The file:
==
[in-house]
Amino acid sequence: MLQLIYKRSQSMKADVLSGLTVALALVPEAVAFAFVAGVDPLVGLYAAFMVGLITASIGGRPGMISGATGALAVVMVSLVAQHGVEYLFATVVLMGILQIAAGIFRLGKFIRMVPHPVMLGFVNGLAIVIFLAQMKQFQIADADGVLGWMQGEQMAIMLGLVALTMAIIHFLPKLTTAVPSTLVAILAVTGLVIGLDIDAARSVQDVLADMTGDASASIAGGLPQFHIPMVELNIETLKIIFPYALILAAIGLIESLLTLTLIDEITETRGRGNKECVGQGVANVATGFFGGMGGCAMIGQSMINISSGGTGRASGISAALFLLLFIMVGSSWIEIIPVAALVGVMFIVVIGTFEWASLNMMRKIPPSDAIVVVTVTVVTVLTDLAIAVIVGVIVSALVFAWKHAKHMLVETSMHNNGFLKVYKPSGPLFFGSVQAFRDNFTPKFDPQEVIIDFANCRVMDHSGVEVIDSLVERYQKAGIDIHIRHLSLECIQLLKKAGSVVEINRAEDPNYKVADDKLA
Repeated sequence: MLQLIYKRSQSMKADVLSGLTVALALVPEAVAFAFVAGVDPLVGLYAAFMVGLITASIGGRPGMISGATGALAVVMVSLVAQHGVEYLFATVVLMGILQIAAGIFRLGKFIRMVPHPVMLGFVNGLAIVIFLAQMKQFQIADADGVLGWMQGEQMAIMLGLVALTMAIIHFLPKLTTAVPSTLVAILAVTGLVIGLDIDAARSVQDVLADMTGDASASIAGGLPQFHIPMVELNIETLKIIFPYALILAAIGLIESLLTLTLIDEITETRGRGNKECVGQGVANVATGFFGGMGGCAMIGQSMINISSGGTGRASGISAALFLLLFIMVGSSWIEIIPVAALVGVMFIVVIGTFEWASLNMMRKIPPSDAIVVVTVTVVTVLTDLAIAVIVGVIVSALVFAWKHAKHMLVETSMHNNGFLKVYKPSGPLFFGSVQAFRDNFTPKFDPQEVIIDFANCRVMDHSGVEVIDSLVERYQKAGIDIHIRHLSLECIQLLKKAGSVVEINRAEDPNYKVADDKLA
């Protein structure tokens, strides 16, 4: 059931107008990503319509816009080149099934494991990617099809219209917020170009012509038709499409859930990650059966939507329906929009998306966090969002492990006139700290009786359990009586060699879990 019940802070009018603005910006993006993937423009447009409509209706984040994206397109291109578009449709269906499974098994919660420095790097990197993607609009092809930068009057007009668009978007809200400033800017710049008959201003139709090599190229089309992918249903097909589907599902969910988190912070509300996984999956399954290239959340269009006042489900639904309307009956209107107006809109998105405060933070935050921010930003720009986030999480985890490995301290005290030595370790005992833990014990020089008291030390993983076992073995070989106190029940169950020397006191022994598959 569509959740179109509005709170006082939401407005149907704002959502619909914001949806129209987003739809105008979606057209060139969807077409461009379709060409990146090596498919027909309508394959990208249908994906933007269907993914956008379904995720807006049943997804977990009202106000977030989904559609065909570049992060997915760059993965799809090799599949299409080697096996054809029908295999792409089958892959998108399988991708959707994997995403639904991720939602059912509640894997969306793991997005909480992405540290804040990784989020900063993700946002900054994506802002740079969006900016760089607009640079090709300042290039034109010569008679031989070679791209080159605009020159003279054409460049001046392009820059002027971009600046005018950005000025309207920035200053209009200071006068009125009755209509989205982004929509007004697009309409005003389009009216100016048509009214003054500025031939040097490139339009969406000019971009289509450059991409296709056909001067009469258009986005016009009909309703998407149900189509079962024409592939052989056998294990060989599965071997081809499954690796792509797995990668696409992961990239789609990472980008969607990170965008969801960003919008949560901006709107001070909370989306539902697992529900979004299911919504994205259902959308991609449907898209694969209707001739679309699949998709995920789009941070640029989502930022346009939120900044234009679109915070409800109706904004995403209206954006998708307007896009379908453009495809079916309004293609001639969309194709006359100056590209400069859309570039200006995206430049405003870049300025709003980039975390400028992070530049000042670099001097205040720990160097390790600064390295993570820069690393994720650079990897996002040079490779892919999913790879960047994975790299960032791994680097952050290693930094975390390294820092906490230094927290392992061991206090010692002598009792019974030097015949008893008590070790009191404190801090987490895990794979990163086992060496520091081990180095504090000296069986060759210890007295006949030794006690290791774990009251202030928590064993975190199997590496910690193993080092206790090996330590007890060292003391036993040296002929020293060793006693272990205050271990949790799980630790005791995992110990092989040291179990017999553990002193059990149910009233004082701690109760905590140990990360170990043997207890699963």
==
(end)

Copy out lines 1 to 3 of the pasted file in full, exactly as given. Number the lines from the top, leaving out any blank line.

[in-house]
Amino acid sequence: MLQLIYKRSQSMKADVLSGLTVALALVPEAVAFAFVAGVDPLVGLYAAFMVGLITASIGGRPGMISGATGALAVVMVSLVAQHGVEYLFATVVLMGILQIAAGIFRLGKFIRMVPHPVMLGFVNGLAIVIFLAQMKQFQIADADGVLGWMQGEQMAIMLGLVALTMAIIHFLPKLTTAVPSTLVAILAVTGLVIGLDIDAARSVQDVLADMTGDASASIAGGLPQFHIPMVELNIETLKIIFPYALILAAIGLIESLLTLTLIDEITETRGRGNKECVGQGVANVATGFFGGMGGCAMIGQSMINISSGGTGRASGISAALFLLLFIMVGSSWIEIIPVAALVGVMFIVVIGTFEWASLNMMRKIPPSDAIVVVTVTVVTVLTDLAIAVIVGVIVSALVFAWKHAKHMLVETSMHNNGFLKVYKPSGPLFFGSVQAFRDNFTPKFDPQEVIIDFANCRVMDHSGVEVIDSLVERYQKAGIDIHIRHLSLECIQLLKKAGSVVEINRAEDPNYKVADDKLA
Repeated sequence: MLQLIYKRSQSMKADVLSGLTVALALVPEAVAFAFVAGVDPLVGLYAAFMVGLITASIGGRPGMISGATGALAVVMVSLVAQHGVEYLFATVVLMGILQIAAGIFRLGKFIRMVPHPVMLGFVNGLAIVIFLAQMKQFQIADADGVLGWMQGEQMAIMLGLVALTMAIIHFLPKLTTAVPSTLVAILAVTGLVIGLDIDAARSVQDVLADMTGDASASIAGGLPQFHIPMVELNIETLKIIFPYALILAAIGLIESLLTLTLIDEITETRGRGNKECVGQGVANVATGFFGGMGGCAMIGQSMINISSGGTGRASGISAALFLLLFIMVGSSWIEIIPVAALVGVMFIVVIGTFEWASLNMMRKIPPSDAIVVVTVTVVTVLTDLAIAVIVGVIVSALVFAWKHAKHMLVETSMHNNGFLKVYKPSGPLFFGSVQAFRDNFTPKFDPQEVIIDFANCRVMDHSGVEVIDSLVERYQKAGIDIHIRHLSLECIQLLKKAGSVVEINRAEDPNYKVADDKLA